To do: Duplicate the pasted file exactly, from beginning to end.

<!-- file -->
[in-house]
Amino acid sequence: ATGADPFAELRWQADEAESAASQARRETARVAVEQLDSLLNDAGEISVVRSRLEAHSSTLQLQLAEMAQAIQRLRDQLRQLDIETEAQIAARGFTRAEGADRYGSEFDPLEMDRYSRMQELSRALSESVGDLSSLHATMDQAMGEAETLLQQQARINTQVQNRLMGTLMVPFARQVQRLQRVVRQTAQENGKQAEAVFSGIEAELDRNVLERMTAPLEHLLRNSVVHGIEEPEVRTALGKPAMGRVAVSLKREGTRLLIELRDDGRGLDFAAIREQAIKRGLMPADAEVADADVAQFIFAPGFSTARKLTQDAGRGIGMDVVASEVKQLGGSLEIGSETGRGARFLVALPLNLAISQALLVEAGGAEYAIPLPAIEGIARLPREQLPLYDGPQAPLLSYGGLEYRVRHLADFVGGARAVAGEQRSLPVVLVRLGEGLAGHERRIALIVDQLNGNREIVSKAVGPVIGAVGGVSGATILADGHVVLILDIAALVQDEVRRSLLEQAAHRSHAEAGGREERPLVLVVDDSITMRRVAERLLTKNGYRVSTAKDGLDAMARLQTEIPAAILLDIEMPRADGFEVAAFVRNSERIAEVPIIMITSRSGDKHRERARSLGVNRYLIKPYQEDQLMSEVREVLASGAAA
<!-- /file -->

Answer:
[in-house]
Amino acid sequence: ATGADPFAELRWQADEAESAASQARRETARVAVEQLDSLLNDAGEISVVRSRLEAHSSTLQLQLAEMAQAIQRLRDQLRQLDIETEAQIAARGFTRAEGADRYGSEFDPLEMDRYSRMQELSRALSESVGDLSSLHATMDQAMGEAETLLQQQARINTQVQNRLMGTLMVPFARQVQRLQRVVRQTAQENGKQAEAVFSGIEAELDRNVLERMTAPLEHLLRNSVVHGIEEPEVRTALGKPAMGRVAVSLKREGTRLLIELRDDGRGLDFAAIREQAIKRGLMPADAEVADADVAQFIFAPGFSTARKLTQDAGRGIGMDVVASEVKQLGGSLEIGSETGRGARFLVALPLNLAISQALLVEAGGAEYAIPLPAIEGIARLPREQLPLYDGPQAPLLSYGGLEYRVRHLADFVGGARAVAGEQRSLPVVLVRLGEGLAGHERRIALIVDQLNGNREIVSKAVGPVIGAVGGVSGATILADGHVVLILDIAALVQDEVRRSLLEQAAHRSHAEAGGREERPLVLVVDDSITMRRVAERLLTKNGYRVSTAKDGLDAMARLQTEIPAAILLDIEMPRADGFEVAAFVRNSERIAEVPIIMITSRSGDKHRERARSLGVNRYLIKPYQEDQLMSEVREVLASGAAA